Keeping It Whole

On Tuesday morning I was over at the Seed taking photos for our upcoming yearbook project.  Evidence of spring was everywhere.  Bill has been hard at work keeping weeds at bay, and the freshly mown grass looks incredibly healthy.  A few class gardens are bursting with produce, including kale, chard, and spinach.  Sunflowers are blooming at all different stages.  Some, like this cuddly teddy bear sunflower, are at their peak stage.  Other giant sunflowers are bowing forward, their heavy heads full of seeds for next year’s crop.  Two of the class gardens are full of brightly colored wildflowers.  There’s only one problem.  Nobody, except Bill, is there to enjoy it.  

Spring is the time of year when everything around the school comes to fruition.  Not only flowers and gardens, but the journey of each class and its individual students.  This year it’s unlikely there will be much of it left, if any, in which we can come together for a time of closure.  I’m sure we’ll figure out ways to do it virtually, but it won’t be the same.  This week I’ve been thinking of these things more, and I give myself time for the grieving that we are all experiencing in one way or another.  Mostly, though, I spend my days feeling gratitude for a safe home, our flourishing garden, time for creative and reflective processes, and for the school community itself.  This week has been full of profound reminders of how cherished and appreciated the Seed is.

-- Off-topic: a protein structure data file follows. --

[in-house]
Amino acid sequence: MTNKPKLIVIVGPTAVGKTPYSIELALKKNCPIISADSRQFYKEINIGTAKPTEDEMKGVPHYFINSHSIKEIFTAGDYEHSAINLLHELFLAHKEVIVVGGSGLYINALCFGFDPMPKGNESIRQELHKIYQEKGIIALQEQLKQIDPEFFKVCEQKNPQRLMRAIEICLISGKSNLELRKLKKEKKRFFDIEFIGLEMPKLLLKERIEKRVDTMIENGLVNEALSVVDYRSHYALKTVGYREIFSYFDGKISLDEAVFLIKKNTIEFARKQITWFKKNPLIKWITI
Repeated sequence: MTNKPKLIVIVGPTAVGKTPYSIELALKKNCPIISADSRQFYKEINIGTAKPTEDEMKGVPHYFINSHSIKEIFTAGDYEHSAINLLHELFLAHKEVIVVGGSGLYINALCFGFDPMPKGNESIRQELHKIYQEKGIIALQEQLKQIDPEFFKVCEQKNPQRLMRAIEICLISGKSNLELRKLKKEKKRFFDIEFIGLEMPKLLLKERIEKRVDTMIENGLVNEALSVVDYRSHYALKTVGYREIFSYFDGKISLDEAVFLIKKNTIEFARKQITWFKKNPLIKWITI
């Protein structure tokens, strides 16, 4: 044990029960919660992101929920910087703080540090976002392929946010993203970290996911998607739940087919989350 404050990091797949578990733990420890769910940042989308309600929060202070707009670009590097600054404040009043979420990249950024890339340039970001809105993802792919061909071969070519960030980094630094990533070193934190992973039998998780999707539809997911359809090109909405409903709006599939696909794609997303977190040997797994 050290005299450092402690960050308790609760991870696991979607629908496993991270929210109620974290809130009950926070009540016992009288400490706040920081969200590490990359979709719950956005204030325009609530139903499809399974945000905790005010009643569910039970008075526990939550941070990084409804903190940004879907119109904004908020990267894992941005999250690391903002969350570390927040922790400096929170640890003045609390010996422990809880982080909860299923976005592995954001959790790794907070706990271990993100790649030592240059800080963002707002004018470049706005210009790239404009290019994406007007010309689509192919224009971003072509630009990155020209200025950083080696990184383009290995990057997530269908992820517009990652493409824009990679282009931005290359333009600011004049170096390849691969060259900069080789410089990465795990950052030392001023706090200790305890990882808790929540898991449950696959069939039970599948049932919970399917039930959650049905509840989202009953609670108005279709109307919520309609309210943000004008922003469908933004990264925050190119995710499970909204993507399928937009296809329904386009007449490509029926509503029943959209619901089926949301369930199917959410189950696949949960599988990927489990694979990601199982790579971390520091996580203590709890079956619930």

Like most other small businesses struggling to stay afloat, we’re exploring ways to cut costs, seek emergency funding, and at the same time, retain and compensate our staff.  Our board of directors is actively helping us navigate all of this.  On Sunday evening we met via Zoom to discuss our way forward.  At several points the idea of “keeping it whole” surfaced, in reference to staff compensation, and the school in general.  At all levels of the Seed’s operation, we are doing just that.  Teachers and assistants have jumped right into working with the kids in ways that, though distant, are keeping the connections whole.  Classes have been coming together and moving forward with work that keeps the children engaged.  Parents, too, have stepped up with generous financial support, donations, and kind messages.  Even several of our service providers are waiving their fees for awhile, to help out.

During the board meeting when “keeping it whole” was first spoken, a song from years past floated into my mind.  Written by cantor Linda Hirschhorn, “Circle Chant was first introduced to us by a young teacher from Maine who found her way to the Seed for a few years.  It’s a perfect song for these times:

Circle round for freedom,
Circle round for peace.
For all of us imprisoned,
Circle for release.

Circle for the planet,
Circle for each soul.
For the children of our children
Keep the circle whole.

—Linda Hirschhorn